Is Your Dropbox Up-to-date?

Now that I have so much more room on Dropbox, I decided I was going to set up all my Scrivener projects to sync with my iPad so I can work on them whenever and wherever. There was just one problem . . . nothing was synching. I did a little poking around and discovered that my Dropbox manager app was way out of date. Downloading and installing the latest version fixed everything.

How do you know what version of Dropbox you’re running? On the Mac, hover over the Dropbox icon in the menu bar and a popup message shows the current version. The latest version is available from Dropbox’s downloads page.

Dropbox Pro: Same Price – 10 Times More Storage

Dropbox announced yesterday that its Pro account ($9.99/mo, $99/year) has now been increased to 1TB of storage (that’s 1,000 GB) along with improved sharing controls and the ability to remotely delete your Dropbox files from your mobile device should it be lost or stolen.

Combine this with the 1TB of photo storage you get with a free Flickr account and you have some serious off-site storage capabilities.

Why did this happen? My guess is it’s related Apple’s upcoming release of iOS 8 and OS X Yosemite (Have you noticed all the apps being updated lately?) which includes a new iCloud Drive. I understand it also includes much lower prices for storage. This is another example of how competition is good for the consumer.


Dropbox for iOS gets an impressive update

Can’t wait to check this out . . .

Dropbox continued to develop its impressive presence on iOS after the iPhone and iPad app got an update that brings swipe-based actions and the ability to share multiple images.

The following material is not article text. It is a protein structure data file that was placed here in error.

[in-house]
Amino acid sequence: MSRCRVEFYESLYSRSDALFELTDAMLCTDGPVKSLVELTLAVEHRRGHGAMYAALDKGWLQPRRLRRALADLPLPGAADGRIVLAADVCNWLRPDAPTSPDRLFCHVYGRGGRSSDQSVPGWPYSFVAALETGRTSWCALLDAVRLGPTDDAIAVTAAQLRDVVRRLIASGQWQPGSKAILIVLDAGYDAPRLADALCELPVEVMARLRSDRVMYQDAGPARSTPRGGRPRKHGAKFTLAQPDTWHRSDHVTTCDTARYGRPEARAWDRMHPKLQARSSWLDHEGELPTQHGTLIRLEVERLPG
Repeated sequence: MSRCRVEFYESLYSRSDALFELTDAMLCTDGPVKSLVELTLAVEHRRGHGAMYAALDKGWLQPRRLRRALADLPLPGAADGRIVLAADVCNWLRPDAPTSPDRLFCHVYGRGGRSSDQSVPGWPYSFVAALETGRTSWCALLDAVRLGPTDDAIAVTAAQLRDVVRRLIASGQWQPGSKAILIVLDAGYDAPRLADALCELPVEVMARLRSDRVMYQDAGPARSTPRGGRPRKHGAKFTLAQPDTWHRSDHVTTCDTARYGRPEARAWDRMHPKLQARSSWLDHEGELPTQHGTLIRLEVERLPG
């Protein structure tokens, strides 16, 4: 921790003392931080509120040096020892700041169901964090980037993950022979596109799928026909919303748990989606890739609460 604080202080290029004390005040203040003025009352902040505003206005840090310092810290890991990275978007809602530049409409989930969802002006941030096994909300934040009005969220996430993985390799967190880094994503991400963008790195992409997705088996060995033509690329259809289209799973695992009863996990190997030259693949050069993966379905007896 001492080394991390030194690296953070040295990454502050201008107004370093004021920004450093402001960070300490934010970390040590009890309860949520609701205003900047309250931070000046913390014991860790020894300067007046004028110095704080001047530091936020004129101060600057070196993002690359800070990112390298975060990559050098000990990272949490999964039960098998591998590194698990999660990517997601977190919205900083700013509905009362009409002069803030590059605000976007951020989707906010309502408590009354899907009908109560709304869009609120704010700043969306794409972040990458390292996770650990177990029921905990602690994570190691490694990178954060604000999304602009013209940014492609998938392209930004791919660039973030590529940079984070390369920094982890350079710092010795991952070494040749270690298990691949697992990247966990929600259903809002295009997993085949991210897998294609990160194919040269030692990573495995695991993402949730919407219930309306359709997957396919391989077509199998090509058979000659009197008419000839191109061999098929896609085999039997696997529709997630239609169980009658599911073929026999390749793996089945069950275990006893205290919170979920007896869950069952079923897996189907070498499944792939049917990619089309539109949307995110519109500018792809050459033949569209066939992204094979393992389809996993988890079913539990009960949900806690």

The addition of swipe-based controls makes it even easier to share, favorite, move or delete files from a device. Swiping right on a file quickly brings up all four options, which, in the past, required a file to be opened first. The swipe system works for folders too, allowing users to share a folder-worth of docs easily from a mobile device.

via The Next Web.

Things you can do with Dropbox

Dropbox goodness continues to grow as more and more apps take advantage of its functionality to share content between multiple devices – and even people. Here are just a few examples:

  • Keep needed research within easy reach at all times. I’ve got my PDF copy of Evidence Explained in a Dropbox folder so I can refer to it wherever I am.
  • Keep data files synchronized between multiple computers/devices. I use Text Expander to reduce keyboarding on my desktop and my iThings. With Dropbox, I use the same snippets data file for all the devices. If I add a new snippet, it’s immediately available on all systems. Text Expander is one of a growing number of apps that supports Dropbox synchronization. 1Password is another handy app that supports Dropbox for sharing data across systems and devices.
  • Take my writing projects with me. Scrivener syncs projects to Dropbox as text files. I have set up my latest Scrivener project to sync with the Notebooks app on my iPad so whenever I get inspired to add a paragraph or even just an idea, it’s within easy reach.
  • Easily transfer books to my supported readers. On the iPad, I can choose to open PDFs in GoodReader, Folio or iBooks and ePubs in iBooks or Stanza.
Dropbox is easy to use and the basic service includes 2GBs of storage at no cost. If you aren’t already using Dropbox, now is a good time to take a look.